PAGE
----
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Egypt: Court Orders YouTube Ban

Categories: Egypt, Middle East & North Africa, Free Expression, Law, Regulation, Sovereigns of the Cyberspace

On Saturday, February 9, an Egyptian administrative court ordered [1] a 30-day ban on YouTube and all websites linking to content from the anti-Islam film, “The Innocence of Muslims”. The movie  sparked public outcry [2] in the Middle East, North Africa and beyond when a trailer for the film was released in 2012. The ruling may not be enforced immediately and it is likely to be appealed.

Image by PSantaRosa on Flickr (CC-by-NC-SA 2.0)

Image by PSantaRosa on Flickr (CC-by-NC-SA 2.0)

The lawsuit was filed by Mohamed Hamed Salem, an Egyptian lawyer who claimed [3] that the film's anti-Islamic content could “only serve to provoke Muslims and incite sectarian tension and violence.” The suit is one of three against the film that have been filed in Egypt. Another filing (case number 60155 / 66 Q) calls for a complete ban of Google search in Egypt for “threatening national security and peace” by posting the video and recommends the company pay a two billion dollar fine for damages incurred by the film.

When reactions to the film became violent in September of 2012, Google refused to remove the film from Youtube but restricted access to it [4] in Egypt, Libya and Indonesia where it says it violated national law. On 29 January 2013, an Egyptian court sentenced in absentia [5] seven Egyptian Coptic Christians and a Florida-based American pastor to death for participating in making the movie.

Reactions to Saturday's verdict were diverse. Many described [6] the decision as over-zealous and likely to threaten free speech online.

In a statement [7] widely quoted among English language media, human rights lawyer Gamal Eid explained that blocking access to all of YouTube would threaten the right to free expression in Egypt. He suggested that the government appeal the case and argue that, at most, only specific pages on websites should be blocked.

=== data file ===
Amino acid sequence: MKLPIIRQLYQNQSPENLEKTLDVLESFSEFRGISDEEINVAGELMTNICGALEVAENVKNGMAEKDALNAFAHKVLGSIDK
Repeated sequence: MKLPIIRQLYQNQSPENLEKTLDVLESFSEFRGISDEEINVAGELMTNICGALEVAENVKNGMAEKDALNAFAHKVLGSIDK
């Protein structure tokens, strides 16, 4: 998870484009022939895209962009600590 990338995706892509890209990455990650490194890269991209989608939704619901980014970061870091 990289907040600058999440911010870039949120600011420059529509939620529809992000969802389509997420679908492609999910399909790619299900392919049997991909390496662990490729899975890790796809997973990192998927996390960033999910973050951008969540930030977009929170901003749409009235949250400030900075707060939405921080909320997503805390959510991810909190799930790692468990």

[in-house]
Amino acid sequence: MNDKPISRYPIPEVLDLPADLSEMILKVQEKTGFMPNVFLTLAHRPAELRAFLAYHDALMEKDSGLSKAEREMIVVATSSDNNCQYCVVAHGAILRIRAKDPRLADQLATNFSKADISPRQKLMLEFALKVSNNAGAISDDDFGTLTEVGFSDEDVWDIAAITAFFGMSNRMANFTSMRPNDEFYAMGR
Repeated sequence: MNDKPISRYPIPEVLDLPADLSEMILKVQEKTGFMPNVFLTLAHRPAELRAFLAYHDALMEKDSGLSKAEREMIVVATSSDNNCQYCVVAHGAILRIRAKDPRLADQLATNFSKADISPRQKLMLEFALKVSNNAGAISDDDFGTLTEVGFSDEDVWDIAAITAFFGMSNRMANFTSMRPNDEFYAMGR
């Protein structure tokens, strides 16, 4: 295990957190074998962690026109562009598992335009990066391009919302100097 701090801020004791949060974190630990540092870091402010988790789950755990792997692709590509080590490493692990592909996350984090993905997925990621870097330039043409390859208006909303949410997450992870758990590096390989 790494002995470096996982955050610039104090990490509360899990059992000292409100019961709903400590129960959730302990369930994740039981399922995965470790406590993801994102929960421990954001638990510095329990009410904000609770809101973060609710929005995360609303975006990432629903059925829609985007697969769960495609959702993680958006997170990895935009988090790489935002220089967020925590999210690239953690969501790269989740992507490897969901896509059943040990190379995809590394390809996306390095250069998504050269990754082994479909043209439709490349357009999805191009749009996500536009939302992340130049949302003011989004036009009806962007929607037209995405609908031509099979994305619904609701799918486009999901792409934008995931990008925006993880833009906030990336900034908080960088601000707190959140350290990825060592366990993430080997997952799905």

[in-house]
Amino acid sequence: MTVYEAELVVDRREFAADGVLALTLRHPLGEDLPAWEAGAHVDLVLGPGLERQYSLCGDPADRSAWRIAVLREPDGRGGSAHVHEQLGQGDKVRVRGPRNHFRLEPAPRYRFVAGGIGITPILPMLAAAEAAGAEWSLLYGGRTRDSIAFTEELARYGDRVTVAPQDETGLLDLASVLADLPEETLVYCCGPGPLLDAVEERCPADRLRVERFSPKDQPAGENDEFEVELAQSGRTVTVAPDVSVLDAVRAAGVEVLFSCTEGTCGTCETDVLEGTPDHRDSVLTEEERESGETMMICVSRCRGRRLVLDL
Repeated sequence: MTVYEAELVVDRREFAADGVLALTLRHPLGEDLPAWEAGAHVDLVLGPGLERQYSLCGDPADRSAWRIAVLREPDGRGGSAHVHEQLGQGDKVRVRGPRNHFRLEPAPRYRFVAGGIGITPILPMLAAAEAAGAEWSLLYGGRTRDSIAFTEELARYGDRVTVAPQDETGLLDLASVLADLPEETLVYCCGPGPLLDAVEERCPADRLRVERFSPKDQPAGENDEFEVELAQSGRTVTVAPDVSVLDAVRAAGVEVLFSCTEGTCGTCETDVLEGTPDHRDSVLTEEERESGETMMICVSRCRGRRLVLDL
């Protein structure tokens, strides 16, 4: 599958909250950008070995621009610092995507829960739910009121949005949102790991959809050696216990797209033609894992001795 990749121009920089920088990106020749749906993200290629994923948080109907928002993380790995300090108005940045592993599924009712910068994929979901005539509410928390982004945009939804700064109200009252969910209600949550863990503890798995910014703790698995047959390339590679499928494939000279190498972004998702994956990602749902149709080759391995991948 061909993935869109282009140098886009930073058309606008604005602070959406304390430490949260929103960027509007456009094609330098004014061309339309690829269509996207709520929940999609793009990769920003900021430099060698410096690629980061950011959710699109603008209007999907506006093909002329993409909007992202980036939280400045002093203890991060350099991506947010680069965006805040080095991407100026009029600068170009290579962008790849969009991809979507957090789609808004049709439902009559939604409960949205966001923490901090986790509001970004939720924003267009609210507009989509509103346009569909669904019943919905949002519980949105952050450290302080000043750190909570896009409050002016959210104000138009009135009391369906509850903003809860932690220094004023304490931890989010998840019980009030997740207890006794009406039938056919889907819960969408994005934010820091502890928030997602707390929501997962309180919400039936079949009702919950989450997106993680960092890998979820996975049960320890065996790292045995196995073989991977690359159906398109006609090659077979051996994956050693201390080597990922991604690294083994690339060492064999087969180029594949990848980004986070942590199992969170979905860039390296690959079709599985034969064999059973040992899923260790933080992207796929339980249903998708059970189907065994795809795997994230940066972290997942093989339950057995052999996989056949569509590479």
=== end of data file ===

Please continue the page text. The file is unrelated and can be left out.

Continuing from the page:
One commenter [8]writing on Slashdot.org speculates about the real motives behind the ban (all videos linked to in this comment are graphic and violent in nature. Reader discretion is advised):

They are blocking it because they are ashamed of the police abuse caught on videos. The ‘Innocence of Muslims’ video is excuse they are using to hide.

Here's the real thing they want to hide from:

Man being dragged, beaten, and stripped of clothes – http://youtu.be/AlgUUGKZ4R4

Man in wheel chair shot by police – http://youtu.be/WAOkfxibwr0

Police use live ammunition and shoot randomly in the city of Tanta – http://www.youtube.com/watch?v=k27pETl46qg

The economic impact of a YouTube ban worries many Egyptian observers. On Wamda [9], Nina Curley argued that the ban could be counterproductive, both economically and politically:

Should the Telecom and ICT ministries in Egypt proceed to enact the ban, thwarting investment in small businesses, which can critically help create jobs and get the economy back on its feet, it would seem counterproductive. And when has restriction in Egypt lately led to silence and acceptance?

Last November, an order banning all pornographic websites [10] in Egypt was issued but never materialized. Officials cited [11] technical difficulties and high costs associated with the blocking. They favored a decentralized policy that would allow users to do the blocking themselves.

In an interview with The Guardian [6], Egyptian Initiative for Personal Rights Director Amr Gharbeia said,

The courts are not aware of how the internet works. They are using the same measures that they would use against newspapers and broadcasters.

Gharbeia suggested that users would likely find a way around the ban.


Hisham Almiraat, [12] Ramy Raoof [13] and Ellery Roberts Biddle [14] also contributed to this post.